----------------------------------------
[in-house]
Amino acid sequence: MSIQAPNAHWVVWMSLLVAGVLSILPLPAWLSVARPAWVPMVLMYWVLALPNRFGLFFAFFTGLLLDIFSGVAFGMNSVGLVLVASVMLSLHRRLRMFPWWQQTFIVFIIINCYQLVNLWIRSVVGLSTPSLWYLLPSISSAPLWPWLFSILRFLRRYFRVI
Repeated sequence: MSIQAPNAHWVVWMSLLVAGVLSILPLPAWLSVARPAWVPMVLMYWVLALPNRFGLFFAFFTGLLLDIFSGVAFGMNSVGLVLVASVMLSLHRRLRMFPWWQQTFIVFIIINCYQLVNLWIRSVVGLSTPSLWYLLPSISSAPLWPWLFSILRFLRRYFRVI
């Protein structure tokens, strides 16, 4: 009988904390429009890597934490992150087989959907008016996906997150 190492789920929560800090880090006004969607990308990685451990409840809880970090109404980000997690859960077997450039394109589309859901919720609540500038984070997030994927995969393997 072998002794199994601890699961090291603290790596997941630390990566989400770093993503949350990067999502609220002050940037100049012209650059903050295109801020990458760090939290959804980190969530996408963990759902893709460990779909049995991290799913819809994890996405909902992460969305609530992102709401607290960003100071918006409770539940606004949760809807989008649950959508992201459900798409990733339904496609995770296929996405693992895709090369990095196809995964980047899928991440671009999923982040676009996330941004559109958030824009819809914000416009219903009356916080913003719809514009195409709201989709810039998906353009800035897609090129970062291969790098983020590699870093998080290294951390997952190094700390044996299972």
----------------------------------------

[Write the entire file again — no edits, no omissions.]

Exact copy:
[in-house]
Amino acid sequence: MSIQAPNAHWVVWMSLLVAGVLSILPLPAWLSVARPAWVPMVLMYWVLALPNRFGLFFAFFTGLLLDIFSGVAFGMNSVGLVLVASVMLSLHRRLRMFPWWQQTFIVFIIINCYQLVNLWIRSVVGLSTPSLWYLLPSISSAPLWPWLFSILRFLRRYFRVI
Repeated sequence: MSIQAPNAHWVVWMSLLVAGVLSILPLPAWLSVARPAWVPMVLMYWVLALPNRFGLFFAFFTGLLLDIFSGVAFGMNSVGLVLVASVMLSLHRRLRMFPWWQQTFIVFIIINCYQLVNLWIRSVVGLSTPSLWYLLPSISSAPLWPWLFSILRFLRRYFRVI
């Protein structure tokens, strides 16, 4: 009988904390429009890597934490992150087989959907008016996906997150 190492789920929560800090880090006004969607990308990685451990409840809880970090109404980000997690859960077997450039394109589309859901919720609540500038984070997030994927995969393997 072998002794199994601890699961090291603290790596997941630390990566989400770093993503949350990067999502609220002050940037100049012209650059903050295109801020990458760090939290959804980190969530996408963990759902893709460990779909049995991290799913819809994890996405909902992460969305609530992102709401607290960003100071918006409770539940606004949760809807989008649950959508992201459900798409990733339904496609995770296929996405693992895709090369990095196809995964980047899928991440671009999923982040676009996330941004559109958030824009819809914000416009219903009356916080913003719809514009195409709201989709810039998906353009800035897609090129970062291969790098983020590699870093998080290294951390997952190094700390044996299972």